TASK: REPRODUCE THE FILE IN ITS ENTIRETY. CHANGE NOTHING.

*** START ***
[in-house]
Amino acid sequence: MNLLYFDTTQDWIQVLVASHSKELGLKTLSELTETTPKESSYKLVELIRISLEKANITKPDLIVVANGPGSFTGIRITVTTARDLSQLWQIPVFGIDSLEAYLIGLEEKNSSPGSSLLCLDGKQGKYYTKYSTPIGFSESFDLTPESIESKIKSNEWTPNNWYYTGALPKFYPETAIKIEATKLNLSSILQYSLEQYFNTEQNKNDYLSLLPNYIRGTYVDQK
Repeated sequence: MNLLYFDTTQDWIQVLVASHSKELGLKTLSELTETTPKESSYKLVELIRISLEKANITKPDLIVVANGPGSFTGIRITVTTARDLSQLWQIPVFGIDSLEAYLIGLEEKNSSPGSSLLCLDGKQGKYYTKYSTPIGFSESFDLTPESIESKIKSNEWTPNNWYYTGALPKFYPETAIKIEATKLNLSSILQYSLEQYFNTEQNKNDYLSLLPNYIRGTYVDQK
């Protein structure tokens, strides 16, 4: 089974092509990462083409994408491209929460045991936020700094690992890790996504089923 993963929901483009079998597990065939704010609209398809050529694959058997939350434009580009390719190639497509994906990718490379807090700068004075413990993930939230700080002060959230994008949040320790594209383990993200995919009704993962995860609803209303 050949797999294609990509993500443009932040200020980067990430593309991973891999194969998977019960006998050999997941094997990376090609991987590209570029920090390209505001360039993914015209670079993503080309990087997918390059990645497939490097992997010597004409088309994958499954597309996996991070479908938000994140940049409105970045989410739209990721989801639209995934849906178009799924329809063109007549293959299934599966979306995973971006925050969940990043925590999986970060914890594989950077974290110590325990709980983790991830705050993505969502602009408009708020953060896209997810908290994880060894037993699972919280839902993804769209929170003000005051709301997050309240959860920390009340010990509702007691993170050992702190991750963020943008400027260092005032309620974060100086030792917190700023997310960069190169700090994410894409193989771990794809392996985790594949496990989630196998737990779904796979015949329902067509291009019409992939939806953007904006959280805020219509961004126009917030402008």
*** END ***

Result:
[in-house]
Amino acid sequence: MNLLYFDTTQDWIQVLVASHSKELGLKTLSELTETTPKESSYKLVELIRISLEKANITKPDLIVVANGPGSFTGIRITVTTARDLSQLWQIPVFGIDSLEAYLIGLEEKNSSPGSSLLCLDGKQGKYYTKYSTPIGFSESFDLTPESIESKIKSNEWTPNNWYYTGALPKFYPETAIKIEATKLNLSSILQYSLEQYFNTEQNKNDYLSLLPNYIRGTYVDQK
Repeated sequence: MNLLYFDTTQDWIQVLVASHSKELGLKTLSELTETTPKESSYKLVELIRISLEKANITKPDLIVVANGPGSFTGIRITVTTARDLSQLWQIPVFGIDSLEAYLIGLEEKNSSPGSSLLCLDGKQGKYYTKYSTPIGFSESFDLTPESIESKIKSNEWTPNNWYYTGALPKFYPETAIKIEATKLNLSSILQYSLEQYFNTEQNKNDYLSLLPNYIRGTYVDQK
């Protein structure tokens, strides 16, 4: 089974092509990462083409994408491209929460045991936020700094690992890790996504089923 993963929901483009079998597990065939704010609209398809050529694959058997939350434009580009390719190639497509994906990718490379807090700068004075413990993930939230700080002060959230994008949040320790594209383990993200995919009704993962995860609803209303 050949797999294609990509993500443009932040200020980067990430593309991973891999194969998977019960006998050999997941094997990376090609991987590209570029920090390209505001360039993914015209670079993503080309990087997918390059990645497939490097992997010597004409088309994958499954597309996996991070479908938000994140940049409105970045989410739209990721989801639209995934849906178009799924329809063109007549293959299934599966979306995973971006925050969940990043925590999986970060914890594989950077974290110590325990709980983790991830705050993505969502602009408009708020953060896209997810908290994880060894037993699972919280839902993804769209929170003000005051709301997050309240959860920390009340010990509702007691993170050992702190991750963020943008400027260092005032309620974060100086030792917190700023997310960069190169700090994410894409193989771990794809392996985790594949496990989630196998737990779904796979015949329902067509291009019409992939939806953007904006959280805020219509961004126009917030402008």